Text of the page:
Browsing articles from "March, 2014"

Six Common Trading Myths

Mar 31, 2014   //   by Profitly   //   Market, Profitly  //  Comments Off on Six Common Trading Myths

Ryan Detrick is a Senior Technical Strategist at Schaeffers Investment Research. And although I caution against trusting everyone on financial television, this guy is great. He is a frequent guest on CNBC, Fox Business, and Bloomberg Television. Be sure to follow him on Twitter or StockTwits @RyanDetrick or read his market thoughts at www.schaefferstradingfloor.com.

Ryan recently wrote a guest post for seeitmarket.com (http://www.seeitmarket.com/market-masters-trading-myths-revealed-13562/) about six of the most common trading myths. Not only did he describe the myths, he went on to give hard examples of why they are just that, myths.

For example, have you heard of the saying, “Sell in May?” That has been a popular saying for years, but now May is actually up on average since 1980. Ryan points out that times change and traders must adapt if they want to remain successful. That is why Tim buys and sells stocks, rather than just shorting like he did to make his first million. Being able to adapt to different trading environments will both keep you successful and give you more opportunities. Adapting will help you stay ahead of the game.  Ryan says that “Adapt or die” is one of his favorite trading rules.

Here are the six myths that Ryan debunks.

#1 Light volume is bearish

This is one that has been around for a while and became even more prevalent since the financial crisis. Since at least September 2009 the bears have been saying volume is light, and this is a warning. But here are the facts.  Overall, NYSE volume is indeed lower than historical standards:

NYSE-volume-chart

However, there’s a catch. This volume didn’t just disappear, people adapted to the types of securities available. Have you heard of options and futures?  Traders have moved to those securities as well. Take a look at equity option volume and you’ll see quite the different picture.

equity-option-volume-since-2000

Now what about the fact that stocks are more expensive than five years ago?  Of course volume is lighter now when Apple is $500 versus when Bank of America was around a buck.  You can’t buy 500 shares of Apple the same way people used to buy 500 shares of Bank of America (that’s $250,000 vs. $500)! To gauge this, Ryan looks at all stocks in the S&P 500 Index (SPX) and finds their daily average dollar volume (this is the stock price multiplied by the stock volume). Then, to smooth things out, he takes a 21-day moving average of the results. Below is a chart of what he found.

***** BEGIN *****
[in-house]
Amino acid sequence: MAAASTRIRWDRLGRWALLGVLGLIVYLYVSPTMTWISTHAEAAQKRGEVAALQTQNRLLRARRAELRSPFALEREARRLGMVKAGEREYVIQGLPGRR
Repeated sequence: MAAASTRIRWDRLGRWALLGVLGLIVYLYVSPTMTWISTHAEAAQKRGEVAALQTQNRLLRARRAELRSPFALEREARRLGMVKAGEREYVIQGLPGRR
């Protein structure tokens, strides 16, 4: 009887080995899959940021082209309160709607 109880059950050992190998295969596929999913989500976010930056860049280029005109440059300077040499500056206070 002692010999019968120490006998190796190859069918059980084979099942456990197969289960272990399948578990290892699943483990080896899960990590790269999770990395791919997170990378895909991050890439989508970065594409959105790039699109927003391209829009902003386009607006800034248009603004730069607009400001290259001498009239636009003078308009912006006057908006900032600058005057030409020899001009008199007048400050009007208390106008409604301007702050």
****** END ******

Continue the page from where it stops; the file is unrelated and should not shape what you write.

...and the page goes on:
spx-average-volume-chart

Total-dollar volume is certainly less than during the peak of the financial crisis. But it’s also well above the bull market from 2003 to early 2007. You must ask the question: If total-dollar volume is higher now than the last bull market, how in the world can bears say lower volume is bearish?  Not to mention spikes in volume tend to occur during pullbacks, like when Tim shorts a pump and dump or a company comes out with poor earnings results.

#2 Copper is crashing, which suggests a slowing global economy and a warning for stocks

Many people look to “Dr. Copper” for predictions in major trends in the global economy. So now that copper is breaking down to multi-year lows, Ryan checked to see just how accurate this Doctor is. As it turns out, when copper makes a new 2-year low, the S&P 500 doesn’t tend to do too bad.  Three months later it is about flat, but a year out it jumps 17%. Check out this table:

equities-performance-after-copper-price-low

Here’s a chart as well, and it sure makes it hard to say this is bearish for the S&P 500.

copper-2-year-price-low_equities-chart

#3 Big up days are always bullish

I didn’t even know this one, but there is quite the funny statistic about huge up days (or a rise in prices) in the market….they usually happen in bear markets! Last year, when the S&P 500 had a great year returning roughly 30%, it saw just three days gain more than 1.5%. Compare this with 2008 when the index dropped 38%, and the market saw 43 days gain more than 1.5%.  Slow and steady usually wins the investing race.

historical-stock-market-up-days-above-1.5-percent

#4 The Dow is up five years in a row, and this has to be bearish as we’ve gone ‘too far, too fast’

The 10-year annualized return on the Dow is about 5%. In fact, bull markets don’t end until closer to 15 to 20 year runs and an annualized return of closer to 15%. That would mean we are only about half way through the bull market run!

dow-jones-10-year-return-annualized

Everything isn’t perfect though (as it rarely is), and the 5-year annualized return is getting up near previous peaks. In fact, we are now above the peak in 2007, but well below some other peaks. This can be classified as a potential near-term warning, but not a signal this bull market is dead either.